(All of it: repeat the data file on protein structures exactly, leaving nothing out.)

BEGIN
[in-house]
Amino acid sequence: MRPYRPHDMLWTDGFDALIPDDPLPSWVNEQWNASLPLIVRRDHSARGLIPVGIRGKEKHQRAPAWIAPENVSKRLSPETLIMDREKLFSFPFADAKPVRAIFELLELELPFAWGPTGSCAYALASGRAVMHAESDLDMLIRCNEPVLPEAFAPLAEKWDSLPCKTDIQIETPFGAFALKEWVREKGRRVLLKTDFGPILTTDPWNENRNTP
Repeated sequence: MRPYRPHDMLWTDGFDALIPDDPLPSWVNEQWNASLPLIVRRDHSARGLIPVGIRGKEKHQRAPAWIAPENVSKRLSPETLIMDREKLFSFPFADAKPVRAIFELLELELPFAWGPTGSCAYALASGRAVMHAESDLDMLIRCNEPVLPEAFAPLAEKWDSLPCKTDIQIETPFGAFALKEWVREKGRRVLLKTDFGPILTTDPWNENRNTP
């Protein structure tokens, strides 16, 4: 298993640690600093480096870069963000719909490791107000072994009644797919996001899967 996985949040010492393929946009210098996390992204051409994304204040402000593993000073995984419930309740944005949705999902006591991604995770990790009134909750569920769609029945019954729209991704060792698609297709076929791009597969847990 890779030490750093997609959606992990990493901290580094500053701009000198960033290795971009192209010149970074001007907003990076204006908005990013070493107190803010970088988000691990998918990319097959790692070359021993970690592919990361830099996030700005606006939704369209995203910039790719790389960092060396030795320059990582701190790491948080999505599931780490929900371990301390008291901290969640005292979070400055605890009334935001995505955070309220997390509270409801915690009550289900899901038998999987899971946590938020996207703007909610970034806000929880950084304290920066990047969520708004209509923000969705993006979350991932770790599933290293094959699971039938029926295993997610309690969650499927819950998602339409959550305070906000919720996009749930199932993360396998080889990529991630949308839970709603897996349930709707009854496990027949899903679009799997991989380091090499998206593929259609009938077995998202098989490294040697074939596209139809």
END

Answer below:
[in-house]
Amino acid sequence: MRPYRPHDMLWTDGFDALIPDDPLPSWVNEQWNASLPLIVRRDHSARGLIPVGIRGKEKHQRAPAWIAPENVSKRLSPETLIMDREKLFSFPFADAKPVRAIFELLELELPFAWGPTGSCAYALASGRAVMHAESDLDMLIRCNEPVLPEAFAPLAEKWDSLPCKTDIQIETPFGAFALKEWVREKGRRVLLKTDFGPILTTDPWNENRNTP
Repeated sequence: MRPYRPHDMLWTDGFDALIPDDPLPSWVNEQWNASLPLIVRRDHSARGLIPVGIRGKEKHQRAPAWIAPENVSKRLSPETLIMDREKLFSFPFADAKPVRAIFELLELELPFAWGPTGSCAYALASGRAVMHAESDLDMLIRCNEPVLPEAFAPLAEKWDSLPCKTDIQIETPFGAFALKEWVREKGRRVLLKTDFGPILTTDPWNENRNTP
């Protein structure tokens, strides 16, 4: 298993640690600093480096870069963000719909490791107000072994009644797919996001899967 996985949040010492393929946009210098996390992204051409994304204040402000593993000073995984419930309740944005949705999902006591991604995770990790009134909750569920769609029945019954729209991704060792698609297709076929791009597969847990 890779030490750093997609959606992990990493901290580094500053701009000198960033290795971009192209010149970074001007907003990076204006908005990013070493107190803010970088988000691990998918990319097959790692070359021993970690592919990361830099996030700005606006939704369209995203910039790719790389960092060396030795320059990582701190790491948080999505599931780490929900371990301390008291901290969640005292979070400055605890009334935001995505955070309220997390509270409801915690009550289900899901038998999987899971946590938020996207703007909610970034806000929880950084304290920066990047969520708004209509923000969705993006979350991932770790599933290293094959699971039938029926295993997610309690969650499927819950998602339409959550305070906000919720996009749930199932993360396998080889990529991630949308839970709603897996349930709707009854496990027949899903679009799997991989380091090499998206593929259609009938077995998202098989490294040697074939596209139809």